The movement has been criticised by some (both religious and non-religious) who have objected to the adoption of the title "bright" because they believe it suggests that the individuals with a naturalistic worldview are more intelligent ("brighter") than non-naturalists, such as philosophical skeptics or idealists, believers in the paranormal, philosophical theists, or the religious.[18] For example, the Committee for Skeptical Inquiry published an article by Chris Mooney titled "Not Too 'Bright'" in which he stated that although he agreed with the movement, Richard Dawkins's and Daniel Dennett's "campaign to rename religious unbelievers 'brights' could use some rethinking" because of the possibility that the term would be misinterpreted.[19] The journalist and noted atheist Christopher Hitchens likewise found it a "cringe-making proposal that atheists should conceitedly nominate themselves to be called 'brights'".[20]

In response to this, Daniel Dennett has stated:[16]

There was also a negative response, largely objecting to the term that had been chosen [not by me]: bright, which seemed to imply that others were dim or stupid. But the term, modeled on the highly successful hijacking of the ordinary word "gay" by homosexuals, does not have to have that implication. Those who are not gays are not necessarily glum; they're straight. Those who are not brights are not necessarily dim.


  1. ^ "The Brights' Net - Who are The Brights?". The Brights' Net. Retrieved 14 November 2018.
  2. ^ The Brights' Net (8 August 2012). "A Glimpse Inside: The Brights' Network - Describing the Brights' Net (Paul Geisert)". YouTube. Archived from the original on 2021-12-12. Retrieved 14 November 2018.
  3. ^ "The Brights' Net - Enthusiastic Brights (Page 3)". The Brights' Net. Retrieved 14 November 2018.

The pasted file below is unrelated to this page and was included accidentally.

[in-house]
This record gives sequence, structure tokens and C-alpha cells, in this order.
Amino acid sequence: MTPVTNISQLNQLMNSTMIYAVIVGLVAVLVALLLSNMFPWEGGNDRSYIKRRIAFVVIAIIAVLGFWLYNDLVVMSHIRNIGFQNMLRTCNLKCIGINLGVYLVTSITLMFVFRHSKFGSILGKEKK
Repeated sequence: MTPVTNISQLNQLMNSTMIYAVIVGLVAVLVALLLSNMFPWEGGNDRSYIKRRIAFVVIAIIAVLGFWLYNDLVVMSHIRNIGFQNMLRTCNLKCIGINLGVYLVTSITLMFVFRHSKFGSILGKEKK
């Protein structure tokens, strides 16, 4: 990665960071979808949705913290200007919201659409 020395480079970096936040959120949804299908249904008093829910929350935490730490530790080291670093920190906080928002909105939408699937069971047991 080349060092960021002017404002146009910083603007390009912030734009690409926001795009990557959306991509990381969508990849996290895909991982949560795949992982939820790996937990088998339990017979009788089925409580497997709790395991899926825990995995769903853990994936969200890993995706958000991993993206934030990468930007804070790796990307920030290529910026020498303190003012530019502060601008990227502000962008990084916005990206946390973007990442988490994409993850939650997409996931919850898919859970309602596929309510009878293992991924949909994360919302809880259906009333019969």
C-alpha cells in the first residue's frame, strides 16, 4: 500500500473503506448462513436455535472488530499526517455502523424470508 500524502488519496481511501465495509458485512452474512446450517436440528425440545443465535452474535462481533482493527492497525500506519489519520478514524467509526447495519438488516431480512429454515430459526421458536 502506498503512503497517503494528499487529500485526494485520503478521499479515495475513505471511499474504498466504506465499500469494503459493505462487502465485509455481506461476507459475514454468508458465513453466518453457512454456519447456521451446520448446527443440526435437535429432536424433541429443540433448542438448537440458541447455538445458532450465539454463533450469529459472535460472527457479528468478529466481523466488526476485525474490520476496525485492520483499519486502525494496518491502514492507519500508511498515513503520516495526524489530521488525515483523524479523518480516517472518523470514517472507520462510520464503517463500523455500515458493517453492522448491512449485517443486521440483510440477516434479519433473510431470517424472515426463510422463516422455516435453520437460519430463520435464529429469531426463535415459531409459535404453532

4. ^ Leibrock, Rachel (12 August 2010). "The Bright side". Colorado Springs Independent. Retrieved 14 November 2018.
  5. ^ a b "Religion Be Damned". Wired. Condé Nast. 1 October 2003. Retrieved 14 November 2018.
  6. ^ a b "A brights idea". St. Petersburg Times. 20 July 2003. Retrieved 20 July 2003.
  7. ^ Archived at Ghostarchive and the Wayback Machine: The Brights' Net (8 August 2012). "A Civic Umbrella for a Wide-Ranging Diversity: The Brights and Tradition". YouTube. Retrieved 14 November 2018.
  8. ^ "Who directs The-Brights.Net?". The Brights' Net. Retrieved 14 November 2018.
  9. ^ a b "The Church of the Non-Believers". Wired. Condé Nast. 14 November 2006. Retrieved 14 November 2006.
  10. ^ a b Dawkins, Richard (21 June 2003). "The future looks bright". The Guardian. Retrieved 14 November 2018.
  11. ^ Dennett, Daniel C. (12 July 2003). "The Bright Stuff". The New York Times. Retrieved 14 November 2018.
  12. ^ "Supporting the Brights". The Brights' Net. Retrieved 14 November 2018.
  13. ^ "Bright (n.)--What is the definition?". The Brights' Net. Retrieved 4 November 2006.
  14. ^ "What is the Purpose of the Brights' Net?". The Brights' Net. Retrieved 4 November 2006.
  15. ^ "Theistic Brights? – Not So!". The Brights' Net. Retrieved 14 November 2018.
  16. ^ a b Dennett, Daniel C. (2006). Breaking the Spell. London: Penguin. p. 21.
  17. ^ a b "Brights Symbology". The Brights Net. Retrieved 14 November 2018.
  18. ^ D'Souza, Dinesh (12 October 2003). "Not So 'Bright'". The Wall Street Journal. Dow Jones. Retrieved 14 November 2018.
  19. ^ Mooney, Chris (15 October 2003). "Brights: Not Too 'Bright'". Committee for Skeptical Inquiry. Retrieved 14 November 2018.
  20. ^ Hitchens, Christopher (25 April 2007). "Religion Poisons Everything (Exclusive Excerpts from Christopher Hitchens' God Is Not Great)". Slate. Retrieved 14 November 2018.